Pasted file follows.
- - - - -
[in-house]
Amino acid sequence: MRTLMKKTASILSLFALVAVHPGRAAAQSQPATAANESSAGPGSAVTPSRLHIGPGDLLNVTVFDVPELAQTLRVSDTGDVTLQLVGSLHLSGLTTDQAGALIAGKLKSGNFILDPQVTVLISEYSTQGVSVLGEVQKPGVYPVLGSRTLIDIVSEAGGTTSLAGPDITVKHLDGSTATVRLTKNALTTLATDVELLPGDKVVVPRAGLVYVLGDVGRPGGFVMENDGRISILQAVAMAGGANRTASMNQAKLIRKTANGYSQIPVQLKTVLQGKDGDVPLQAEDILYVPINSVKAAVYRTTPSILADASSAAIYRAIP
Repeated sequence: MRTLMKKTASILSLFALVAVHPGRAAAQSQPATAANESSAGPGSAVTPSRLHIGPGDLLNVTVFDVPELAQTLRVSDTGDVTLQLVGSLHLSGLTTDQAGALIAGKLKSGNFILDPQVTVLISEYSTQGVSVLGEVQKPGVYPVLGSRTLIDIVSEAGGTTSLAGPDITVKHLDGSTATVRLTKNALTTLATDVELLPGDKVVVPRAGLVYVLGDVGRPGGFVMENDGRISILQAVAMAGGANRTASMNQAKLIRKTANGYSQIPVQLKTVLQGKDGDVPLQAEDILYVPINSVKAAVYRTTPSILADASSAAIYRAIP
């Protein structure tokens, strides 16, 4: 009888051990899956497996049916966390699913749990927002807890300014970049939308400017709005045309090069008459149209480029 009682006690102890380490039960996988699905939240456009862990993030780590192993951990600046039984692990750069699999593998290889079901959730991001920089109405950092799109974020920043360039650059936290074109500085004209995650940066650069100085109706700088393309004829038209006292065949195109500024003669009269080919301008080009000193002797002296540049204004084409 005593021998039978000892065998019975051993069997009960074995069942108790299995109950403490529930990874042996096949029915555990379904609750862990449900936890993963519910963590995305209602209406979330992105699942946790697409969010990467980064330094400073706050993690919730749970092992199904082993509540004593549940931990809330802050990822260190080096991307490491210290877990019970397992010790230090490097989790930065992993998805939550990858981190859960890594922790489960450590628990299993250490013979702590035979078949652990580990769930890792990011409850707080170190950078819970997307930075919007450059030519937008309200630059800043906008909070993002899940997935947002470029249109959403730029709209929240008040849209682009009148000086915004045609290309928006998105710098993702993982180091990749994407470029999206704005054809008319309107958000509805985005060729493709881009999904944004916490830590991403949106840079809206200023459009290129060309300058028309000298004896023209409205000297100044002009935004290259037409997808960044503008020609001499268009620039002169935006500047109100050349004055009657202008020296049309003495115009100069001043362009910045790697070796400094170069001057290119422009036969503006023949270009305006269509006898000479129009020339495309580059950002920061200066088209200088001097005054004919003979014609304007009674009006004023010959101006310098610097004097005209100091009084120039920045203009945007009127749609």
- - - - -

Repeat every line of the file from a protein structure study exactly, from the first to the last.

[in-house]
Amino acid sequence: MRTLMKKTASILSLFALVAVHPGRAAAQSQPATAANESSAGPGSAVTPSRLHIGPGDLLNVTVFDVPELAQTLRVSDTGDVTLQLVGSLHLSGLTTDQAGALIAGKLKSGNFILDPQVTVLISEYSTQGVSVLGEVQKPGVYPVLGSRTLIDIVSEAGGTTSLAGPDITVKHLDGSTATVRLTKNALTTLATDVELLPGDKVVVPRAGLVYVLGDVGRPGGFVMENDGRISILQAVAMAGGANRTASMNQAKLIRKTANGYSQIPVQLKTVLQGKDGDVPLQAEDILYVPINSVKAAVYRTTPSILADASSAAIYRAIP
Repeated sequence: MRTLMKKTASILSLFALVAVHPGRAAAQSQPATAANESSAGPGSAVTPSRLHIGPGDLLNVTVFDVPELAQTLRVSDTGDVTLQLVGSLHLSGLTTDQAGALIAGKLKSGNFILDPQVTVLISEYSTQGVSVLGEVQKPGVYPVLGSRTLIDIVSEAGGTTSLAGPDITVKHLDGSTATVRLTKNALTTLATDVELLPGDKVVVPRAGLVYVLGDVGRPGGFVMENDGRISILQAVAMAGGANRTASMNQAKLIRKTANGYSQIPVQLKTVLQGKDGDVPLQAEDILYVPINSVKAAVYRTTPSILADASSAAIYRAIP
């Protein structure tokens, strides 16, 4: 009888051990899956497996049916966390699913749990927002807890300014970049939308400017709005045309090069008459149209480029 009682006690102890380490039960996988699905939240456009862990993030780590192993951990600046039984692990750069699999593998290889079901959730991001920089109405950092799109974020920043360039650059936290074109500085004209995650940066650069100085109706700088393309004829038209006292065949195109500024003669009269080919301008080009000193002797002296540049204004084409 005593021998039978000892065998019975051993069997009960074995069942108790299995109950403490529930990874042996096949029915555990379904609750862990449900936890993963519910963590995305209602209406979330992105699942946790697409969010990467980064330094400073706050993690919730749970092992199904082993509540004593549940931990809330802050990822260190080096991307490491210290877990019970397992010790230090490097989790930065992993998805939550990858981190859960890594922790489960450590628990299993250490013979702590035979078949652990580990769930890792990011409850707080170190950078819970997307930075919007450059030519937008309200630059800043906008909070993002899940997935947002470029249109959403730029709209929240008040849209682009009148000086915004045609290309928006998105710098993702993982180091990749994407470029999206704005054809008319309107958000509805985005060729493709881009999904944004916490830590991403949106840079809206200023459009290129060309300058028309000298004896023209409205000297100044002009935004290259037409997808960044503008020609001499268009620039002169935006500047109100050349004055009657202008020296049309003495115009100069001043362009910045790697070796400094170069001057290119422009036969503006023949270009305006269509006898000479129009020339495309580059950002920061200066088209200088001097005054004919003979014609304007009674009006004023010959101006310098610097004097005209100091009084120039920045203009945007009127749609």